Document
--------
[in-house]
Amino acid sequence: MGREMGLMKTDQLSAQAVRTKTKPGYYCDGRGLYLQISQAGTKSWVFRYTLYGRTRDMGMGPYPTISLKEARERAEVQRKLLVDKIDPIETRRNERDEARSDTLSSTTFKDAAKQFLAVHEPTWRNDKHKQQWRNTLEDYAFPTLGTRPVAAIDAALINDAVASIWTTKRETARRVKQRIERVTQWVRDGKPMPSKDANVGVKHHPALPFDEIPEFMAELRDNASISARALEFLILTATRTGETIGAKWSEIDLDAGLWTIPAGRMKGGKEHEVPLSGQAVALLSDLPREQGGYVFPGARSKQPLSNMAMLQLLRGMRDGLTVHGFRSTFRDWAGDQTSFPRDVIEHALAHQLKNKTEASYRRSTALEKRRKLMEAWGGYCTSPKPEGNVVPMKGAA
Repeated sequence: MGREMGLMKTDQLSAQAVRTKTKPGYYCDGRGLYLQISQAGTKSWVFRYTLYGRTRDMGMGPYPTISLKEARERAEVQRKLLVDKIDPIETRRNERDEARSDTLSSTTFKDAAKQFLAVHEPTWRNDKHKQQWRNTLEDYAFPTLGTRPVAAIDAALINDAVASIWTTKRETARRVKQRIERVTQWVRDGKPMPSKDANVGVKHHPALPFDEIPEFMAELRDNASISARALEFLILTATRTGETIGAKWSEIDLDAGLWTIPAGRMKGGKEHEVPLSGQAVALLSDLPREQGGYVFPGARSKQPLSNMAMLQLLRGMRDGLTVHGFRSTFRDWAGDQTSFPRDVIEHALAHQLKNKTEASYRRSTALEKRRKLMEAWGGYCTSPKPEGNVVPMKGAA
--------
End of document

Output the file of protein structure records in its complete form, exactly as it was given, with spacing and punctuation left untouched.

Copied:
[in-house]
Amino acid sequence: MGREMGLMKTDQLSAQAVRTKTKPGYYCDGRGLYLQISQAGTKSWVFRYTLYGRTRDMGMGPYPTISLKEARERAEVQRKLLVDKIDPIETRRNERDEARSDTLSSTTFKDAAKQFLAVHEPTWRNDKHKQQWRNTLEDYAFPTLGTRPVAAIDAALINDAVASIWTTKRETARRVKQRIERVTQWVRDGKPMPSKDANVGVKHHPALPFDEIPEFMAELRDNASISARALEFLILTATRTGETIGAKWSEIDLDAGLWTIPAGRMKGGKEHEVPLSGQAVALLSDLPREQGGYVFPGARSKQPLSNMAMLQLLRGMRDGLTVHGFRSTFRDWAGDQTSFPRDVIEHALAHQLKNKTEASYRRSTALEKRRKLMEAWGGYCTSPKPEGNVVPMKGAA
Repeated sequence: MGREMGLMKTDQLSAQAVRTKTKPGYYCDGRGLYLQISQAGTKSWVFRYTLYGRTRDMGMGPYPTISLKEARERAEVQRKLLVDKIDPIETRRNERDEARSDTLSSTTFKDAAKQFLAVHEPTWRNDKHKQQWRNTLEDYAFPTLGTRPVAAIDAALINDAVASIWTTKRETARRVKQRIERVTQWVRDGKPMPSKDANVGVKHHPALPFDEIPEFMAELRDNASISARALEFLILTATRTGETIGAKWSEIDLDAGLWTIPAGRMKGGKEHEVPLSGQAVALLSDLPREQGGYVFPGARSKQPLSNMAMLQLLRGMRDGLTVHGFRSTFRDWAGDQTSFPRDVIEHALAHQLKNKTEASYRRSTALEKRRKLMEAWGGYCTSPKPEGNVVPMKGAA